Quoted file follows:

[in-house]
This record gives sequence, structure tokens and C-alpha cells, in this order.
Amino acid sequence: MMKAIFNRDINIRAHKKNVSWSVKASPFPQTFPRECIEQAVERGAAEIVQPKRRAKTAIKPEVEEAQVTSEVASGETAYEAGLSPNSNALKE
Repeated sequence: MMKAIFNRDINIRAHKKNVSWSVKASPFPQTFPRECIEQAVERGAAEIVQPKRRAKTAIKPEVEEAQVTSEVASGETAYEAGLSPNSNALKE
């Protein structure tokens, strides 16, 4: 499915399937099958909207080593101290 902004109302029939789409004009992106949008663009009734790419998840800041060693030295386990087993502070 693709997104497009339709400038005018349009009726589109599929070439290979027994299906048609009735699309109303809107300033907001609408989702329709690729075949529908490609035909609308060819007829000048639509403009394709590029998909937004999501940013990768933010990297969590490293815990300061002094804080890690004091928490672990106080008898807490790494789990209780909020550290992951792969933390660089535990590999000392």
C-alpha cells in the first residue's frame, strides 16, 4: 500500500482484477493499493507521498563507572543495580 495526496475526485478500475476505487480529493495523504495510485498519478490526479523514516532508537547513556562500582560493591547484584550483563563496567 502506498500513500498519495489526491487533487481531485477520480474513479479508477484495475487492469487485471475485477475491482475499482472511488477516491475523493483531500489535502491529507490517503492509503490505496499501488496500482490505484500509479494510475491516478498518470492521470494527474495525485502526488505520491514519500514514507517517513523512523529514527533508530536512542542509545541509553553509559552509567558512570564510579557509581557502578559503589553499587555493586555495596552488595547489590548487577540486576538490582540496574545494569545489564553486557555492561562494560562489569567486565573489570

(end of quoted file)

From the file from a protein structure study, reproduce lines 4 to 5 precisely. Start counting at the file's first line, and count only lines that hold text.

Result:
Repeated sequence: MMKAIFNRDINIRAHKKNVSWSVKASPFPQTFPRECIEQAVERGAAEIVQPKRRAKTAIKPEVEEAQVTSEVASGETAYEAGLSPNSNALKE
């Protein structure tokens, strides 16, 4: 499915399937099958909207080593101290 902004109302029939789409004009992106949008663009009734790419998840800041060693030295386990087993502070 693709997104497009339709400038005018349009009726589109599929070439290979027994299906048609009735699309109303809107300033907001609408989702329709690729075949529908490609035909609308060819007829000048639509403009394709590029998909937004999501940013990768933010990297969590490293815990300061002094804080890690004091928490672990106080008898807490790494789990209780909020550290992951792969933390660089535990590999000392």